A highly respected winery in Tavernelle, Italy, south of Montalcino, was the target of a calculated attack on its cellars this week that may have been an act of revenge by rival winemakers who were tired of being bad-mouthed. Case Basse di Soldera is a top producer of Brunello di Montalcino, with bottles of their last vintage (2006) selling for around $300 apiece, and as the New York Times reports, vandals succeeded in opening up vats containing six years' worth of vintages and dumping the wine out onto the floor. The motive for the crime? Estate proprietor Gianfranco Soldera maybe kinda needed to be put in his place.
Soldera has been a strident critic of many of his fellow Brunello producers, some of whom have been advocating different blends and aging processes using French oak that are geared toward appealing to contemporary tastes. Soldera has said that any such techniques are just proof that his competitors have "bad wine" to begin with. Rumor has it that this latest act of vandalism may stem from a 2008 scandal in which Soldera may be seen as to blame for the indictment of several of his rivals for illegally blending unauthorized grapes into their Brunello.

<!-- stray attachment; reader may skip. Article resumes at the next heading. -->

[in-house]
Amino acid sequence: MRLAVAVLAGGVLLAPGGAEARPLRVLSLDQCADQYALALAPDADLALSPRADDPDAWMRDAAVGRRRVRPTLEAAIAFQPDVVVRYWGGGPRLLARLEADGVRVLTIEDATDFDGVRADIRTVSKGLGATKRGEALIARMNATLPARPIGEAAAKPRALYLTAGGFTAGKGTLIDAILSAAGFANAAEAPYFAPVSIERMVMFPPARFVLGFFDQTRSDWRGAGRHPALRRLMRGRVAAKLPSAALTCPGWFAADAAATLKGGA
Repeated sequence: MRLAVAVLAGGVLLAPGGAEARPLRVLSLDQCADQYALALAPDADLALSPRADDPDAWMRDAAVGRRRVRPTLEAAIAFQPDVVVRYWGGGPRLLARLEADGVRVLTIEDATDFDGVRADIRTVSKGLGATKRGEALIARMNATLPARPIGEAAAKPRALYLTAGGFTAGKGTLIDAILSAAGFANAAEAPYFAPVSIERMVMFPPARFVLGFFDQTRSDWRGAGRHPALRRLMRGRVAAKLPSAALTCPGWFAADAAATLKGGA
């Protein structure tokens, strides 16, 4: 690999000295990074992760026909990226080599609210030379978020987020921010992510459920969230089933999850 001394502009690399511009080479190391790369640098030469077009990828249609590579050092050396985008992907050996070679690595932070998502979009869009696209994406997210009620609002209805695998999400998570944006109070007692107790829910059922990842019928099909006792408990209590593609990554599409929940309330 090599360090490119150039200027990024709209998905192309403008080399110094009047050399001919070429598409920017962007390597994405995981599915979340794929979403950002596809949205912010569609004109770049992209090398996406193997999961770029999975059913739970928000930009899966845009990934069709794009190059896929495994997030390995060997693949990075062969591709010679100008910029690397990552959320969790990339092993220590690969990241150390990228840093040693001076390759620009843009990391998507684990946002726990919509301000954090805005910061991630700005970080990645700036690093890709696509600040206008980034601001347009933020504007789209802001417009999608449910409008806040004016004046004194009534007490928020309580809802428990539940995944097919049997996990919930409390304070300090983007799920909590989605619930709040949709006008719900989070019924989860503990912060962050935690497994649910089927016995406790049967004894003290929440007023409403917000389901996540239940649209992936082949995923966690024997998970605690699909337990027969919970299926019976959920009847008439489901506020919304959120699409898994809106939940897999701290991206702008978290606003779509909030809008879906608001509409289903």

Yes, this is some major wine-world drama unfolding here.
In total, some 62,600 liters, or 84,000 bottles, of Case Basse di Soldera were destroyed, covering vintages from 2007 to 2012 Soldera is among few producers who age their Brunello upward of five years before even releasing it, thus the huge cache of old wine. No bottles were stolen, adding to the evidence that the crime was not motivated by theft or monetary gain.
Soldera is described as obsessive in his winemaking and self-aggrandizing in the wine-making community, so perhaps his being targeted shouldn't seem so surprising.
Vandals Destroy Prized Brunello di Montalcino Wine [Diner's Journal/NYT]